With rapid-fire jokes and deadpan delivery, Darren Walsh and Milton Jones are giants in the pun game. Quite literally, in Walsh’s case.
You are, I suggest to Darren Walsh when we meet, huge in the world of punny comedy…
“Only huge in height” he replies modestly. “I am officially a giant, which is nice, but this girl keeps following me around. I think she’s beanstalking me.”
Oh dear, I sympathise – that sounds Grimm.
Milton Jones, on the other hand, is the opposite. “I am only an intellectual giant,” he says. “For instance, I regularly lecture on primary sources of food (what I call the Beans Talk).”
I wonder aloud if either of them feels that carrying the legacy of the great punsters of yesteryear – Oscar Wilde, Dorothy Parker, Groucho Marx – gets too heavy a burden, which is why they lighten up their acts with silly drawings and a comedy appearance … a sort of heir today and Goon tomorrow approach.
“Sounds like a Tolstoy to me,” says Darren. “Some wonder if I should bother with all the cartoons in my act, but I have no Rugrats. I drew the baby Jesus in a manger once, even though I wasn’t supposed to (there’s a boy cot). The audience hated it, but it was a blast for me.”
“They are great wordsmiths,” nods Milton. “I am more of a wordjones. My heroes were actually people who made silly pictures out of words. Like Bob Monkhouse – or Bob Monastery, as I used to call him more correctly.” “Of course, not everyone likes punny humour,” I say. Milton’s face darkens. “If people don’t like playing with words and punctuation, you have to put a huge question mark beside them,” he mutters.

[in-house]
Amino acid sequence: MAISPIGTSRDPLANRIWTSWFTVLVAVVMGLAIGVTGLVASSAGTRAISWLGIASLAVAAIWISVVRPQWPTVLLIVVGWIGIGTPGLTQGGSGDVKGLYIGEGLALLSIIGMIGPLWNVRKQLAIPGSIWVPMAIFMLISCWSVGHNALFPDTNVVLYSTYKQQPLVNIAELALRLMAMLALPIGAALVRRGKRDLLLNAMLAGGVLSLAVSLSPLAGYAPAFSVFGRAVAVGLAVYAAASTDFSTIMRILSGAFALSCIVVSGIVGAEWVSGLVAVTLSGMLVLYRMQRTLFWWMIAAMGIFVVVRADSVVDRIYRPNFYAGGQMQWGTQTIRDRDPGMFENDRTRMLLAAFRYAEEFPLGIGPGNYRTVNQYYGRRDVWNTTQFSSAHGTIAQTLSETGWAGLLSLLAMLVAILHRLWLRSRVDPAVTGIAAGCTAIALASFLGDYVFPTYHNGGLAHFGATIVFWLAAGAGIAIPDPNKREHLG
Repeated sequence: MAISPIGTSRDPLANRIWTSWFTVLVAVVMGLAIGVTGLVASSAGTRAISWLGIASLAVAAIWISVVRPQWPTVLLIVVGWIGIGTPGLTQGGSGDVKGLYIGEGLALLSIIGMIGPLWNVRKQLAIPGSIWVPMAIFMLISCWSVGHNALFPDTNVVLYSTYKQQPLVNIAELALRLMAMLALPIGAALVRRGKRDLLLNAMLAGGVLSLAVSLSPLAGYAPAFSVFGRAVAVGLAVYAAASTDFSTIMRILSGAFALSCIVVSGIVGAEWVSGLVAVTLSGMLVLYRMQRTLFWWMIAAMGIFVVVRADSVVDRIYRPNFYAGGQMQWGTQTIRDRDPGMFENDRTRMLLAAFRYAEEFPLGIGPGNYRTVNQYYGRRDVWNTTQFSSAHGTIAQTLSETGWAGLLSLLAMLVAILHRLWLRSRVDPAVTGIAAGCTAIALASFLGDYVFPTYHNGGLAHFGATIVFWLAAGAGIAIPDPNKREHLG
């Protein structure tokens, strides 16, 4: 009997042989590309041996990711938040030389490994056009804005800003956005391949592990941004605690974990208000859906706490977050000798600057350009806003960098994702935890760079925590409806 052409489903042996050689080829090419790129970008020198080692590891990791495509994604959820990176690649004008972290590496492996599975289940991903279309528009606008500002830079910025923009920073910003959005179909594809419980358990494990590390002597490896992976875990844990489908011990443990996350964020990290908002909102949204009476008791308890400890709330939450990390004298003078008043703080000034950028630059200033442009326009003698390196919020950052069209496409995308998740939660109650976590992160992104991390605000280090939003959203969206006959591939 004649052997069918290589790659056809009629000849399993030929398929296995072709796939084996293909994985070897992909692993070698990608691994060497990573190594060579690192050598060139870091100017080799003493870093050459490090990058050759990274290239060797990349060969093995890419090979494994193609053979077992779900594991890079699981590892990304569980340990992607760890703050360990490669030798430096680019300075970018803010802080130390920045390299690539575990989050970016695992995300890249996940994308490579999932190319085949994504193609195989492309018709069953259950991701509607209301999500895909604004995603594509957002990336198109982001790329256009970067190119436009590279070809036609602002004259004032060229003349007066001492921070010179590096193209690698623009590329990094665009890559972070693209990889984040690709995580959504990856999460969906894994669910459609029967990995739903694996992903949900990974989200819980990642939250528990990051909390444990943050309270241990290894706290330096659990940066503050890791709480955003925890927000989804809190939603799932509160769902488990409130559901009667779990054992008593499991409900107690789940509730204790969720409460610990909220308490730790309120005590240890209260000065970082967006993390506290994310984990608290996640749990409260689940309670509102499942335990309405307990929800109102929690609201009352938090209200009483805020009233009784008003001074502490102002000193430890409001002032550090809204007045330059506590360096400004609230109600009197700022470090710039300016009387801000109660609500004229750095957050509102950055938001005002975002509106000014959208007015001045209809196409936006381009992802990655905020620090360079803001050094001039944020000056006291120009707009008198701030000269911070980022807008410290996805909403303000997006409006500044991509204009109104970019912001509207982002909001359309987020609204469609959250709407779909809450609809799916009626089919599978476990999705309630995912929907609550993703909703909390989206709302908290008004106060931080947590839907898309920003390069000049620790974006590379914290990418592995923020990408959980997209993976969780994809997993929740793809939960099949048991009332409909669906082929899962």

“Your chosen form of comedy must be the most labour-intensive of all,” I suggest, changing the subject, “except perhaps the guys who do poetry … although that is really just a question of mind over metre.”
“All my jokes have been through labour intensive care,” nods Milton thoughtfully. “Most haven’t made it, but a few have been saved by an induced comma. What we do is poetry in a way. Some say our work is para Keats.” Darren nods in agreement. “But poets get all the groupies,” he says. “They must be riddled…”
“Did either of you ever consider another, less demanding profession?” I ask.
“I used to work in a supermarket,” replies Milton, “it was my job to hand out little samples of things for people to taste. However, I was asked to leave after the little cups of bleach incident.” There is a pause. “And years ago I used to supply Filofaxes to the Mafia. You might say I was involved in very organised crime.”
“I was once promoted to manager of a soft drinks factory,” offers Darren. “I schwepped my way to the top.”
Hoping for something juicier, I ask about the guys’ luck with the ladies. “I went out with a gym instructor,” says Darren. “Didn’t work out.”
The interview is turning into a marathon and I feel like flaking out. My inner voice is wispa-ing not to fudge the issue any more, so I get back on topic.
“They do say that good puns are like a steak – a rare medium well done” I say.
“Well, that’s not the main reason puns are frequently compared to steak,” demurrs Darren “but it’s the cattle list,” he looks up guiltily. “Milton mustard done this one…”
“I dream of a world without plagiarism” says Milton sadly. “Now you may say I’m a dreamer, but I’m not the only one…”